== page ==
Erykah Badu is in her songwriting prime so Splore audiences are in for a treat with her as the headline act, writes Scott Kara.

Erykah Badu is "exquisite", thank you very much. Given the hip-hop-soul singer's reputation as both a musical and spiritual eccentric, with bold and wild fashion tastes, it's hardly a surprising response when she's asked how she is today.

There is also - perhaps - a hint of the diva in Badu too since this is the third time TimeOut has attempted to talk to her. But she's warm, obliging, and her calm purr is soothing to listen to as she talks about everything from what goes on in that mad musical mind of hers to civil rights ("Black and white isn't an issue anymore. Rich and poor is the problem. Poor is the new black.").

While Badu has never done a bad album, with her 1997 debut Baduizum a smooth soul classic - for which she earned the title the "Queen of neo-soul" - it's her latest two albums, New Amerykah Part One (4th World War) (2008) and New Amerykah Part Two (Return of the Ankh) (2010), that find her in the songwriting form of her life.

"I'm glad you feel that," she agrees.


It wasn't always like that, in the early 2000s she went through a period of writer's block, and she has also taken time out to have her three children, Seven (her son to former partner Andre 3000 from Outkast), Puma, and Mars, the latter of whom is with her now.

"Mars. Cool it," she says at one stage when her daughter is getting too rowdy. "Go and get your jacket on, we're going soon. Cool it."

Badu, who headlines the opening night of three day festival Splore on February 17, really is quite a character.

When a salesperson knocks on her door while she is on the phone to TimeOut, she doesn't stop the interview, but says, 'Come in'. When they don't hear her she yells, "COME IN ... I'm doing an interview now love. Sorry," she informs them. "That was someone selling some shit," she tells TimeOut.

And then there are the covers of the New Amerykah albums which feature intricate portraits of Badu with her head (on the Ankh cover she has a flip-top head) and hair decorated with drawings and doodles of everything from uzi machine guns and fetuses to tanks and turntables. Is that really what goes on inside that head of hers?

"Yes. Absolutely. Only the surface of it though," she laughs.

Both albums are very different. The first is like one big vent, and more intense, whereas Return of the Ankh is more beautiful and heartfelt with tracks like the lilting hip-hop-soul of Gone Baby, Don't Be Long and Window Seat.

"I didn't know it was going to be two parts, because it is all from the same period, and I only figured that out when I saw how many songs I had," she says. "So then I separated them methodically, because I don't really believe in doing records with 99 per cent singles, it has to be a whole project. It has to have a theme and a purpose and artwork and the sequence of songs has to be right. The length of the songs have to sound good, and sonically they have to match.

"So all the songs on New Amerykah Part One were all sociological, analytical, left brain molecular. And all the ones on Part Two were [of a] more right brain, feminine, and emotional nature."

On the brilliantly rebellious and agitating 4th World War she got everything right. It is a classic album - if a little unheralded - because it's innovative, with beats and music like you've never heard before, and it is uncompromising in its sentiment. She addresses everything from addiction and apathy to civil rights and societal greed.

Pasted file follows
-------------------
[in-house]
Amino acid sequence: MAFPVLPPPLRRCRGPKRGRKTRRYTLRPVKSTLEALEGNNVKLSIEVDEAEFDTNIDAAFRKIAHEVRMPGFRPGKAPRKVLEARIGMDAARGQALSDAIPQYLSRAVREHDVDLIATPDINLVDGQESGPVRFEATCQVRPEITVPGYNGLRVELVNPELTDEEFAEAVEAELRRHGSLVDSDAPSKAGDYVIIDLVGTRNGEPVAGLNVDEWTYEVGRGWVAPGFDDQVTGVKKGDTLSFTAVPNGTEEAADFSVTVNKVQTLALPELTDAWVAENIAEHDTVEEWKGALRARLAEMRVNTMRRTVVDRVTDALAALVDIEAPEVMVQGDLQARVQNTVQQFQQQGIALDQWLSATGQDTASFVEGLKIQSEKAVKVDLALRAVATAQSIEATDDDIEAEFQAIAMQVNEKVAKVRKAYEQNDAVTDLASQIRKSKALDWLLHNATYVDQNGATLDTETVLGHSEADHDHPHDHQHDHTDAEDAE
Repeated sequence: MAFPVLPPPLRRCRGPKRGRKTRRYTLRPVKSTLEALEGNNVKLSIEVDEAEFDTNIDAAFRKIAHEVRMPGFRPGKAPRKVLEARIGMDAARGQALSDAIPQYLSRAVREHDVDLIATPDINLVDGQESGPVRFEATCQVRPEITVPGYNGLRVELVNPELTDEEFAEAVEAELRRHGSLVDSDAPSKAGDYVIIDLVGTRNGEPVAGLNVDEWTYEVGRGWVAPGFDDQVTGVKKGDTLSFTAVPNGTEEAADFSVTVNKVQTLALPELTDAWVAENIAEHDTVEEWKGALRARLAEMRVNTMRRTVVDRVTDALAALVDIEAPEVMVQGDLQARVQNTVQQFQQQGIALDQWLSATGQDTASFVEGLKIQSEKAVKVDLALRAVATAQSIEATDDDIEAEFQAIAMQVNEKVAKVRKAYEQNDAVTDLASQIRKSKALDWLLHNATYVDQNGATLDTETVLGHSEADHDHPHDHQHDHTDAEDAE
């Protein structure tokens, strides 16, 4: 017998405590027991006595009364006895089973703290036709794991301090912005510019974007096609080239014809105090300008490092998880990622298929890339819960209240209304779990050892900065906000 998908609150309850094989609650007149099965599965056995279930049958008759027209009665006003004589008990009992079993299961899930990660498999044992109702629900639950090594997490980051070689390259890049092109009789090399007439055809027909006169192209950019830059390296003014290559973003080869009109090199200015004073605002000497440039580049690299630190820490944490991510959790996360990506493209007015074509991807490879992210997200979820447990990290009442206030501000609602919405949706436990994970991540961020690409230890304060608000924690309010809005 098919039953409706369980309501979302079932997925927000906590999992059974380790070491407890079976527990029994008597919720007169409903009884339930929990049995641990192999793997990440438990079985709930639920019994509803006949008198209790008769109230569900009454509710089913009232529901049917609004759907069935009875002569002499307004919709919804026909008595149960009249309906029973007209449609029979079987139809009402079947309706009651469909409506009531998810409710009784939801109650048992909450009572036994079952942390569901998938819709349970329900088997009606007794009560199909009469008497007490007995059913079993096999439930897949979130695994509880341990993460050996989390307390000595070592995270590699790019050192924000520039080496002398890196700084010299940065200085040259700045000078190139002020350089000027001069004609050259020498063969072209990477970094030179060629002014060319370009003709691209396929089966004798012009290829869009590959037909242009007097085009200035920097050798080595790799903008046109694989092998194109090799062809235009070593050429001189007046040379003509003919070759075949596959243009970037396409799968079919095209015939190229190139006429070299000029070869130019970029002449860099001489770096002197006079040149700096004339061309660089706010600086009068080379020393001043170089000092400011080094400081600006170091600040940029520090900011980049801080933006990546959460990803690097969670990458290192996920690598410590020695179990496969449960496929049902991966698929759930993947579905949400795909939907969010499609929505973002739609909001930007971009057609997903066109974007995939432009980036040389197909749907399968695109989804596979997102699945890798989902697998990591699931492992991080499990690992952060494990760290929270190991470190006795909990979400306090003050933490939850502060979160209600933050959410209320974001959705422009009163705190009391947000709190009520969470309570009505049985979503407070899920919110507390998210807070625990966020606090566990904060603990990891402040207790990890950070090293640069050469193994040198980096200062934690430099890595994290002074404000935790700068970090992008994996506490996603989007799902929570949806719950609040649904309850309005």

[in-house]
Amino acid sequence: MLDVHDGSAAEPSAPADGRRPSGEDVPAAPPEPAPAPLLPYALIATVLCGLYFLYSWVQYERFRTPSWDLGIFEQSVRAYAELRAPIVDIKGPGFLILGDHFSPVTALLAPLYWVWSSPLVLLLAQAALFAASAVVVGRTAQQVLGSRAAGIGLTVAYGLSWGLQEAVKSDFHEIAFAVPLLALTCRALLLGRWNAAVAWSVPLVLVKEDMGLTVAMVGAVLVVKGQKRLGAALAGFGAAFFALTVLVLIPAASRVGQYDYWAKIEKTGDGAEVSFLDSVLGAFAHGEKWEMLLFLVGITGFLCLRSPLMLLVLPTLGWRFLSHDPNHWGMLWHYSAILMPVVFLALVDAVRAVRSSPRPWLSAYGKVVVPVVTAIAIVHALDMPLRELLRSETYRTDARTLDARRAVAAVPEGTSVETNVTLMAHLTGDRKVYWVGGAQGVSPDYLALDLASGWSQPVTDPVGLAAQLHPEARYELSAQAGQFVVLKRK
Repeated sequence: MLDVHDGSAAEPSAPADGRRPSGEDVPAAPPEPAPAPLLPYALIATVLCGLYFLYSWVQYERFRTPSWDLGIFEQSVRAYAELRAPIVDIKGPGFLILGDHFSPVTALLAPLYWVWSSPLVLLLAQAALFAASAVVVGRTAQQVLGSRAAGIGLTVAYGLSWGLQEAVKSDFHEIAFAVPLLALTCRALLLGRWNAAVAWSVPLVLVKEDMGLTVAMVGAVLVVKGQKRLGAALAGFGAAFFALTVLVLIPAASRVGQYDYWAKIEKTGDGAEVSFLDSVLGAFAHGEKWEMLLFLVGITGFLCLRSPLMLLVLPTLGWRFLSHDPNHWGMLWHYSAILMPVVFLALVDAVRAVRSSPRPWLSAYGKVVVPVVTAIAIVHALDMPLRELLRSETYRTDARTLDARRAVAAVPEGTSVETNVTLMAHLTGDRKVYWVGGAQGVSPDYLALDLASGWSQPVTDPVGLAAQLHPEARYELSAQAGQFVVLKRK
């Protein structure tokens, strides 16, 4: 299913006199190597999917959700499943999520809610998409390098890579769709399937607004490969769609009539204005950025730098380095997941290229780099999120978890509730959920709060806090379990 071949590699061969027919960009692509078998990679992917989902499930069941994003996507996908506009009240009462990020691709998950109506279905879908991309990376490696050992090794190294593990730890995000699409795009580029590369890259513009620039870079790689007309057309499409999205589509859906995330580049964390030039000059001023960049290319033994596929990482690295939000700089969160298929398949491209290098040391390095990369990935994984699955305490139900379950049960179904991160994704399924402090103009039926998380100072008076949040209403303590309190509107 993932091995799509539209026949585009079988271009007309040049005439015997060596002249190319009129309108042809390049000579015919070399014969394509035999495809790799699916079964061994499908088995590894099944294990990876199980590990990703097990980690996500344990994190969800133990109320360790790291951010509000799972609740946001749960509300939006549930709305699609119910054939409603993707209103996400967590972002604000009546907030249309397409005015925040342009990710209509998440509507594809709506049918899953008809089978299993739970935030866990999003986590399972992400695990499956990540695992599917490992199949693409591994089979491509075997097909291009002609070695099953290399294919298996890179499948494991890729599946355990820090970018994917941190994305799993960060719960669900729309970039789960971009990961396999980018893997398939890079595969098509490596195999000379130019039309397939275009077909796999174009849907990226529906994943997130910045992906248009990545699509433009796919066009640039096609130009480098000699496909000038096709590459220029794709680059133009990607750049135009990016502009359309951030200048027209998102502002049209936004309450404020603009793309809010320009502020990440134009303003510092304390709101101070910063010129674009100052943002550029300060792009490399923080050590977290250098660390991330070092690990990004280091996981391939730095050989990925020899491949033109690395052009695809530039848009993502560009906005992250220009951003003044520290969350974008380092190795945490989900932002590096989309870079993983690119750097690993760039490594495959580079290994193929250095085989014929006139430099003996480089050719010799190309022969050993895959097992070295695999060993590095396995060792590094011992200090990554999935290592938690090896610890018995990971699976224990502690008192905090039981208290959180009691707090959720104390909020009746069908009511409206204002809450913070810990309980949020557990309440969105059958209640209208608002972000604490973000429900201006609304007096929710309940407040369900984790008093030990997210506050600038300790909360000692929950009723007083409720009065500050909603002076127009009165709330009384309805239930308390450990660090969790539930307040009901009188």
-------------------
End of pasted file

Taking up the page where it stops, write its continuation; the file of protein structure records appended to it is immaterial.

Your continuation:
"We're struggling now as a society to make everyone see that we don't need as much as we have," she says.

There's the paranoid, hard bopping ebb and flow of The Cell, the swinging hip-hop funk of opener Amerykahn Promise, which is a tongue and cheek poke at the American Dream, and the whimsy of Me, where Badu reels off a revealing and honest account of who and what she is with a beautifully lazy and shuffling beat behind.

"It's a little bio type song," she deadpans. "I don't think I've ever done a song quite so honestly and clearly before. Usually I use lots of metaphors and things. [But] I just took a [tape] to my hotel room and sung into it and those were the things I was feeling."

She says when that song was written - and much of 4th World War recorded - she had a sense of musical clarity that she had never felt before.

In her early days it was musical genius ?uestlove (real name Ahmir Thompson), the leader of Philadelphia hip-hop band the Roots, who was one of her earliest teachers and collaborators. She calls him her brother.

"I was from Dallas, Texas, I didn't know the Roots. I couldn't afford the Roots," she laughs of her mid-90s period. But she wanted desperately to work with ?uestlove and his band so she caught the train to Philadelphia, stayed at his house for a month, and it was there they came up with songs like Otherside of the Game and Sometimes off Baduizum. It was at this time she also met James Poyser - "her studio husband" - whom she has worked with ever since.

"I have a vision for my life, and the vision is to be fearless and honest. And I think that is my only responsibility to music is to be who I am. And that's how I live, how I understand, how I emote. And I feel grateful that I've been able to make a career out of it."


Who: Erykah Badu
Where & when: Splore, February 17-19, main stage, Friday, 8.30pm
Listen to: Baduizum (1997); New Amerykah Part One (4th World War) (2008); New Amerykah Part Two (Return of the Ankh) (2010)